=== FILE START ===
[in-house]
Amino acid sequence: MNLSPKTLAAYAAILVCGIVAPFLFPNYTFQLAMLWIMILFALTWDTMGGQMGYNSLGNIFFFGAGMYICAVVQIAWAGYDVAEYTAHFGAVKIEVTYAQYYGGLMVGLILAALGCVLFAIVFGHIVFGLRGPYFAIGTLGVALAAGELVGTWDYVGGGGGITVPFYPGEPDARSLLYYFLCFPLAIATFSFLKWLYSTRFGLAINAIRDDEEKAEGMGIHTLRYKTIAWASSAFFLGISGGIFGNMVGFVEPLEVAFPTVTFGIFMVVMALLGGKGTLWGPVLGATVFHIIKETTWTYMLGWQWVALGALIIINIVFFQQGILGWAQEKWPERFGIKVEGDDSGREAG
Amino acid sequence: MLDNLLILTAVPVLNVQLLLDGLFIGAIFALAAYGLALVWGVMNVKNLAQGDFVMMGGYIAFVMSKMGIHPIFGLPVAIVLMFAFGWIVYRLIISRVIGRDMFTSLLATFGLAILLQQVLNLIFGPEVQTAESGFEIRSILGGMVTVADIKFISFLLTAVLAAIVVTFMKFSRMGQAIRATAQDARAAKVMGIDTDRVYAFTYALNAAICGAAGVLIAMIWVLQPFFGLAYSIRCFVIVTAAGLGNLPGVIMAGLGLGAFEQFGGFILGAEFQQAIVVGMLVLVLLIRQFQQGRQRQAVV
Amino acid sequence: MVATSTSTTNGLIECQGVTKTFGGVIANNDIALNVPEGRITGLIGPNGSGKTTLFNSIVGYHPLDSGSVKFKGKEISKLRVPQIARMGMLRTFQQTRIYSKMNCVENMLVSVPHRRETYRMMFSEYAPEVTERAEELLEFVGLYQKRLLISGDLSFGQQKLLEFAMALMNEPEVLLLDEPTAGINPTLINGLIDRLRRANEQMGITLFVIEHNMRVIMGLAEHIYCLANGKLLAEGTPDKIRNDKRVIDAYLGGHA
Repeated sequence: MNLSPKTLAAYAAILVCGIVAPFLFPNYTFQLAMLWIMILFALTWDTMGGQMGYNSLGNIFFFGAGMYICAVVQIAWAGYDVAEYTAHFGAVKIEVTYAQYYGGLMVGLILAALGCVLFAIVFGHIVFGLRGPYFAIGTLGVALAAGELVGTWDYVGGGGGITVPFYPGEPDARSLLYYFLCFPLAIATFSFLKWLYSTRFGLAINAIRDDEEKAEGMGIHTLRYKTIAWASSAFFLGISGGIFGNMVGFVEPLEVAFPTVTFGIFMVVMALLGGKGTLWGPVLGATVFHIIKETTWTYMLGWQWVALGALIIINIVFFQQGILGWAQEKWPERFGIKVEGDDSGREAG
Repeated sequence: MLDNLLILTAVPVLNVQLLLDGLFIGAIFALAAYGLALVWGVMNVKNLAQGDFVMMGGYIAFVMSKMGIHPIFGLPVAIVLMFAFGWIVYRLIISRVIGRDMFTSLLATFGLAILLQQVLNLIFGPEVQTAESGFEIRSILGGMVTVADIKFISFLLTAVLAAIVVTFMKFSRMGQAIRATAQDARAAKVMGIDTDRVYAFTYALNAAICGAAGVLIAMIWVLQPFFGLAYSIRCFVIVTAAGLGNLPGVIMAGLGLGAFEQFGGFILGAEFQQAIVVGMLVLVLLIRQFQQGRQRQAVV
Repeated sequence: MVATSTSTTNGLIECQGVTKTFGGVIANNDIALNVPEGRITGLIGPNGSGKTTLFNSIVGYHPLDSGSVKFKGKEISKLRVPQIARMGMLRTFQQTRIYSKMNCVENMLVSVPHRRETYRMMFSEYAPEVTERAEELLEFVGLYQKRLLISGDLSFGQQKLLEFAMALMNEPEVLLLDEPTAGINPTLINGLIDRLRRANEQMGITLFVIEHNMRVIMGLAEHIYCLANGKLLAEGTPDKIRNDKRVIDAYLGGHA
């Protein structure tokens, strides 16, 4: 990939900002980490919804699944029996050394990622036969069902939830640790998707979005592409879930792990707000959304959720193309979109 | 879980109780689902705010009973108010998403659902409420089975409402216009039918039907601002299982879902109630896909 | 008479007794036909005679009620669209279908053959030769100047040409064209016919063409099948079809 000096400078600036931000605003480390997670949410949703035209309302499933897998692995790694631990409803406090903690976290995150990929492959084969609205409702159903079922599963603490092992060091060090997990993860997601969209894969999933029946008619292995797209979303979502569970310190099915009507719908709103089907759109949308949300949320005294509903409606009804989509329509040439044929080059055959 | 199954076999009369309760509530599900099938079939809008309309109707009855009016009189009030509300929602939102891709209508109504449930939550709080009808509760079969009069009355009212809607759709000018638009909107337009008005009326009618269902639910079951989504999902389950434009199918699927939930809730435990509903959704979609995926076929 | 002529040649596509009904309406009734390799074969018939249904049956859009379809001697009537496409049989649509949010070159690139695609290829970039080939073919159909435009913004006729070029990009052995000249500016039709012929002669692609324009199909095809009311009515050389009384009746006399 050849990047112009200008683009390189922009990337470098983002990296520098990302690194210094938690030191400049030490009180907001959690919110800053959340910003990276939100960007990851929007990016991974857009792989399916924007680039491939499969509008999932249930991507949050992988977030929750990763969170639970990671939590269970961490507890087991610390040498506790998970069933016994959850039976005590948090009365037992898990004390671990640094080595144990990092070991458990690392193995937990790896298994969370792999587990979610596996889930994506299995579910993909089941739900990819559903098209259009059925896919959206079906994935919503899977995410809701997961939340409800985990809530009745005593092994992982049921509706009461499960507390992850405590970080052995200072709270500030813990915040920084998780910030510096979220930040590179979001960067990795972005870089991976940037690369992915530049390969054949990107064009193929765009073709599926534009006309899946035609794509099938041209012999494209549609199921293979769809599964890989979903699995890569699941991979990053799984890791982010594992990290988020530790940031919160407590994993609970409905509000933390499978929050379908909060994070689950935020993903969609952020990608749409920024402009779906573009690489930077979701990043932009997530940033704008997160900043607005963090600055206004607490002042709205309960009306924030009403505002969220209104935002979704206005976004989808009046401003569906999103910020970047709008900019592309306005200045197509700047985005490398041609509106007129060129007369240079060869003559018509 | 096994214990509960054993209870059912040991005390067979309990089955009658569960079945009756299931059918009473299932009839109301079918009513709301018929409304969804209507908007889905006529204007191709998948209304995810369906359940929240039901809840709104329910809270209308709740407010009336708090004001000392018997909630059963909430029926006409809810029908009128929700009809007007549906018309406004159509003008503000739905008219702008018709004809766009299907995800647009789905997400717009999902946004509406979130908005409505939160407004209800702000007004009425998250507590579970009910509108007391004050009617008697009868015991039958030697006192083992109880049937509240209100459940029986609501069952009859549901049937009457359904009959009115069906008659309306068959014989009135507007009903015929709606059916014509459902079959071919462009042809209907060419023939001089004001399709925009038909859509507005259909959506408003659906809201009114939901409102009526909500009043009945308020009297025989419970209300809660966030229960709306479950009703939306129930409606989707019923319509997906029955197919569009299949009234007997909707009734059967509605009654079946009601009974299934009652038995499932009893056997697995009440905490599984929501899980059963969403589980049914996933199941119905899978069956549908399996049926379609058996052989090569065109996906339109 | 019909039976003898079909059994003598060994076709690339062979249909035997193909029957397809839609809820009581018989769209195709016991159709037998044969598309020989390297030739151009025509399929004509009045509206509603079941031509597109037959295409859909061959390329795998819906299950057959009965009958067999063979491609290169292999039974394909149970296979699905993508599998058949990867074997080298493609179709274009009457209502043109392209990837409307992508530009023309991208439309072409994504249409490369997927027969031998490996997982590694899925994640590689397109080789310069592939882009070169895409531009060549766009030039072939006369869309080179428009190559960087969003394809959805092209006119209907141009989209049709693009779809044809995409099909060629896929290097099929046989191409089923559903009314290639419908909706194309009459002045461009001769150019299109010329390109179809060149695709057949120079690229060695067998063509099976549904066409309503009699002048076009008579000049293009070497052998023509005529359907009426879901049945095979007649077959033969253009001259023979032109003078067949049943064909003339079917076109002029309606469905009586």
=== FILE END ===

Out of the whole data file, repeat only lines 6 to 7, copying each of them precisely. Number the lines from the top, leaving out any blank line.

Repeated sequence: MLDNLLILTAVPVLNVQLLLDGLFIGAIFALAAYGLALVWGVMNVKNLAQGDFVMMGGYIAFVMSKMGIHPIFGLPVAIVLMFAFGWIVYRLIISRVIGRDMFTSLLATFGLAILLQQVLNLIFGPEVQTAESGFEIRSILGGMVTVADIKFISFLLTAVLAAIVVTFMKFSRMGQAIRATAQDARAAKVMGIDTDRVYAFTYALNAAICGAAGVLIAMIWVLQPFFGLAYSIRCFVIVTAAGLGNLPGVIMAGLGLGAFEQFGGFILGAEFQQAIVVGMLVLVLLIRQFQQGRQRQAVV
Repeated sequence: MVATSTSTTNGLIECQGVTKTFGGVIANNDIALNVPEGRITGLIGPNGSGKTTLFNSIVGYHPLDSGSVKFKGKEISKLRVPQIARMGMLRTFQQTRIYSKMNCVENMLVSVPHRRETYRMMFSEYAPEVTERAEELLEFVGLYQKRLLISGDLSFGQQKLLEFAMALMNEPEVLLLDEPTAGINPTLINGLIDRLRRANEQMGITLFVIEHNMRVIMGLAEHIYCLANGKLLAEGTPDKIRNDKRVIDAYLGGHA